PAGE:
Sattar Kassem and Hong Mi Jung, near Nablus (pressian.com)
Korea has not entered the Israeli imagination in the same way as Japan and China have. Although Samsung cell phones, LG washing machines, and Kia compacts have become consumer staples, Israelis generally have no real mental map of Korea and its place in East Asia. If they did, they would probably discover many commonalities, in addition to the obvious differences between the countries and their cultures. Indeed, many South Koreans, and not only the zealous evangelicals who send missionaries even to Iraq, see themselves as a chosen people whose fate bears strong resemblances to that of the Jews.
Koreans point to their long history of suffering and to the miraculous rise of the Republic of Korea in the past half-century as bases of comparison. They also view the millions of Koreans dispersed in China, the former Soviet Union, and America as diaspora communities with striking similarities to their Jewish counterparts in the world. In the U.S., Korean-Americans, even more than Chinese- or Indian-Americans, resemble American Jews in terms of their occupational patterns and their investment in education - with the Koreans following a pattern set by the Jewish immigrants nearly a century earlier.
For a long time, Korean perceptions of Israel were overwhelmingly positive. When South Koreans encountered Israel and the Jewish people in their school textbooks and in the media, they were presented with a heroic narrative about Israel's perseverance against all odds in the 1948 and 1967. For Koreans of a certain generation (now in its late 30s and early 40s), the word kibbutz still has romantic resonances.
But Israel's stock is rapidly dwindling. The last half-decade has perhaps done more damage than anything else. As in Europe and elsewhere, Israel is now Goliath with the Palestinians (or even the Arabs as a whole) playing David. Some Koreans now identify more with the Palestinians, and see the experience of the latter as akin to their own history under Japanese occupation - never mind that by any objective standards this is a disturbing fallacy of judgment.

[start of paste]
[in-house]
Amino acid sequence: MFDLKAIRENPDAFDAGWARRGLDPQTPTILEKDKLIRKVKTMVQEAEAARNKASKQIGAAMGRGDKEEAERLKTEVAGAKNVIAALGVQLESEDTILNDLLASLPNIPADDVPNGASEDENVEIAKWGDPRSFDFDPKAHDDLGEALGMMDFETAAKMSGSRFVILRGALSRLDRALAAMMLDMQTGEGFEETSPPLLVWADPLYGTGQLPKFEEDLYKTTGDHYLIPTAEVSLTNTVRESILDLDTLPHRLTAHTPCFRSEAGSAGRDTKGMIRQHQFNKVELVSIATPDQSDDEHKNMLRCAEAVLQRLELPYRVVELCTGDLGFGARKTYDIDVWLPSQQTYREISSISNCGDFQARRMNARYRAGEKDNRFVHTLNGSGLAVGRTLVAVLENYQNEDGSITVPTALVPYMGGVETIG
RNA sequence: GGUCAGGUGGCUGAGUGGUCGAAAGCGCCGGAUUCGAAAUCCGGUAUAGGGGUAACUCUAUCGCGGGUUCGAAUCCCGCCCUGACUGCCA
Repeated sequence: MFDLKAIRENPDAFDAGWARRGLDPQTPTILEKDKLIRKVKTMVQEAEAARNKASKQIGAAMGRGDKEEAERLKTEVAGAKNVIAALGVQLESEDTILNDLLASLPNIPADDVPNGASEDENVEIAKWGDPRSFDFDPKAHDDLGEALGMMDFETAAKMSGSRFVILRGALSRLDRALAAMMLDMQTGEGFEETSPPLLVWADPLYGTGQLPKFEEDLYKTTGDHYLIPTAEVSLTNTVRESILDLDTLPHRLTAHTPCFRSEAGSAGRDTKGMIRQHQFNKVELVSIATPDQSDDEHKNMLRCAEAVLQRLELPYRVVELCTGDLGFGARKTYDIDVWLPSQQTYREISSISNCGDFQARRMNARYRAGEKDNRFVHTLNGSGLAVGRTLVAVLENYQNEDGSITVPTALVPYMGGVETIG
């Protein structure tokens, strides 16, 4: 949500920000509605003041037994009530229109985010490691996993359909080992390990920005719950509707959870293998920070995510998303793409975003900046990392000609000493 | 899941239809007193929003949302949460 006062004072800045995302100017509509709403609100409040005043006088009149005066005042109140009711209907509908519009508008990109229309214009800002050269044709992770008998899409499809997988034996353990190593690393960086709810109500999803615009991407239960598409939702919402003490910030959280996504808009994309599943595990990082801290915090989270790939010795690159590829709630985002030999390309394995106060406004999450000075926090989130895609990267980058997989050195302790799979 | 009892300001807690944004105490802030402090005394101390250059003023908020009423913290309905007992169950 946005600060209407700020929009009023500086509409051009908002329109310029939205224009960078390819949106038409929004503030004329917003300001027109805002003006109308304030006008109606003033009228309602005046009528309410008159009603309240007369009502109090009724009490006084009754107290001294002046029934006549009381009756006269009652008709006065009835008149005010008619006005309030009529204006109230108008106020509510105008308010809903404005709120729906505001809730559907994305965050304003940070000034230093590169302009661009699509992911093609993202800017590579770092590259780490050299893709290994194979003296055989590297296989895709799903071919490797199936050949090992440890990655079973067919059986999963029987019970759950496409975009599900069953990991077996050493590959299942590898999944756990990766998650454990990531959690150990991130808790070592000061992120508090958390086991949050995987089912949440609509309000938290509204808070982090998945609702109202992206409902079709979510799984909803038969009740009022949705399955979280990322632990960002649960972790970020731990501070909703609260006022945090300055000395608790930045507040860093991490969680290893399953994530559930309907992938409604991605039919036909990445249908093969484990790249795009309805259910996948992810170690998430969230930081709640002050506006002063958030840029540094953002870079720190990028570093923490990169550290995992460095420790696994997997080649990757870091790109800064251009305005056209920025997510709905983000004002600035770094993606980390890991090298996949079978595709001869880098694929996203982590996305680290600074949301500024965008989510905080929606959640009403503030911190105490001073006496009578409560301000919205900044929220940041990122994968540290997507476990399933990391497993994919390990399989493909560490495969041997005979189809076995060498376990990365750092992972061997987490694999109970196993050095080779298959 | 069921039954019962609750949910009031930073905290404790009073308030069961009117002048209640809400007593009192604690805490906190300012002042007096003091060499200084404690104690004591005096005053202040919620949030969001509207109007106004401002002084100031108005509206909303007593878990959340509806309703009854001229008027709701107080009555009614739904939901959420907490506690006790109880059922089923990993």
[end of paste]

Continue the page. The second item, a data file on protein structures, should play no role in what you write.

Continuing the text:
A feature that appeared in a Korean internet newspaper yesterday about the the Hamas-Fatah clashes and the anniversary of Israel's "40-year-long occupation" speaks volumes about current Korean attitudes toward Israel. The article was written by a Korean scholar at the Hankuk University of Foreign Studies, Hong Mi Jung, who has developed close friendships with Palestinian academics and professionals, mostly in the West Bank. Its headline asks,
이스라엘 검문소가 관대해진 이유는?A certain professor Sattar Kassem, a political scientist at Al-Najah University, who spoke to her in Nablus, told Hong that the checkpoints from Ramallah to Nablus had been relaxed due to the Palestinian infighting but that there had been no change in the number of checkpoints on the reverse route from Nablus to Ramallah.
Why have the Israeli checkpoints been eased?
She also investigated the report of gunfire directed at the Canadian mission in Ramallah, and she asked passersby in the city why they were no longer displaying portraits of Abbas. They respond that
"압바스는 이스라엘과 미국에 협력하고 있다"It should hardly come as a surprise that the article is sympathetic to the friends and acquaintances of the writer. But what is most disturbing is that Israelis only appear as soldiers, and that while Hong talks to many ordinary Palestinians, there is no such investigation of life in Israel. Obviously we shouldn't make too much of this - reporters have limited amounts of time, resources, and connections. However, the net effect of stories like Hong is predictable and disturbing: Koreans are getting a vivid sense of Palestinian society by sympathetic reporters and very little in the way of journalism about ordinary Israelis' fears and hopes.
Abbas is cooperating with Israel and America.
Growing anti-American sentiments in Korea have only exacerbated views of Israel, which has become increasingly linked in the Korean imagination to the U.S. Combine all this with the fact that Korea, just like China and Japan, will depend heavily on Arab and Iranian oil, and the outlook for the future of Korean-Israeli relations might look grim.
However, there is some hope. Unlike Europe, Korea has no history of antisemitism and no Muslim immigrant population to appease. The country's large Protestant population is also likely to continue supporting Israel - although its fantasies about the Holy Land may actually distort bilateral relations more than fostering them. But what Israel really needs to do is to embark on a campaign to win the minds of Koreans by appealing directly to their history, values, and interests. Israelis ignore Korea at their peril. There are obvious cultural bridges that can be built - for example via comparative studies of Korean Confucian philosophy and rabbinic literature, or through exchanges about diaspora experiences. In less lofty domains, the Korean and Israeli economies have a great deal in common and opportunities abound for partnerships that can benefit both countries.
Thanks to Jun for his translations and for teaching me the Korean alphabet among many other things.